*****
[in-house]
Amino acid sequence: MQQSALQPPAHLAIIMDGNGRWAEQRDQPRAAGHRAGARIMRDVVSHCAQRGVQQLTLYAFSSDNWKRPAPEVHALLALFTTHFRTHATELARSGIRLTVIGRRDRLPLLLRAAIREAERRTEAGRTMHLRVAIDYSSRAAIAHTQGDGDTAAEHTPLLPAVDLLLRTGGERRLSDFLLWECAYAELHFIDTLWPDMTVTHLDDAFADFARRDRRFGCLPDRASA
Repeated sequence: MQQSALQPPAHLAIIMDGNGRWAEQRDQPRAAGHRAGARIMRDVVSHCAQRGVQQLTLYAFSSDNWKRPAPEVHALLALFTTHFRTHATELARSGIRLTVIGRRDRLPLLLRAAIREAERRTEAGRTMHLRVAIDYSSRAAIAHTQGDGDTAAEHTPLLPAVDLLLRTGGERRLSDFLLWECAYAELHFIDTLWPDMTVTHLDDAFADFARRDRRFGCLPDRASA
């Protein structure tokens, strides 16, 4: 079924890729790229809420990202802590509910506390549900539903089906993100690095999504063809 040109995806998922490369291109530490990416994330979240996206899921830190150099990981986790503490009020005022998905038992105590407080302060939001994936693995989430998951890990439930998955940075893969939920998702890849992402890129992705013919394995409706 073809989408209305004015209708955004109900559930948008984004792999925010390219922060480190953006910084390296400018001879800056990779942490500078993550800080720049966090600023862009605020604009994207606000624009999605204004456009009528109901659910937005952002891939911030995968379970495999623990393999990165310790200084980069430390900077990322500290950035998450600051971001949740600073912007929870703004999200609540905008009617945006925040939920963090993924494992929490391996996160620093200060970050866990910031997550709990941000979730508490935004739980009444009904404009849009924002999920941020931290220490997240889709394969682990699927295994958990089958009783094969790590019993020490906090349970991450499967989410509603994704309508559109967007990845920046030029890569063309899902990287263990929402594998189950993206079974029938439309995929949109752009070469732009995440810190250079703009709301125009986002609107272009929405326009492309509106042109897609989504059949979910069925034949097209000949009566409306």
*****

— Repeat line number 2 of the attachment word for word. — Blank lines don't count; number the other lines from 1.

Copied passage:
Amino acid sequence: MQQSALQPPAHLAIIMDGNGRWAEQRDQPRAAGHRAGARIMRDVVSHCAQRGVQQLTLYAFSSDNWKRPAPEVHALLALFTTHFRTHATELARSGIRLTVIGRRDRLPLLLRAAIREAERRTEAGRTMHLRVAIDYSSRAAIAHTQGDGDTAAEHTPLLPAVDLLLRTGGERRLSDFLLWECAYAELHFIDTLWPDMTVTHLDDAFADFARRDRRFGCLPDRASA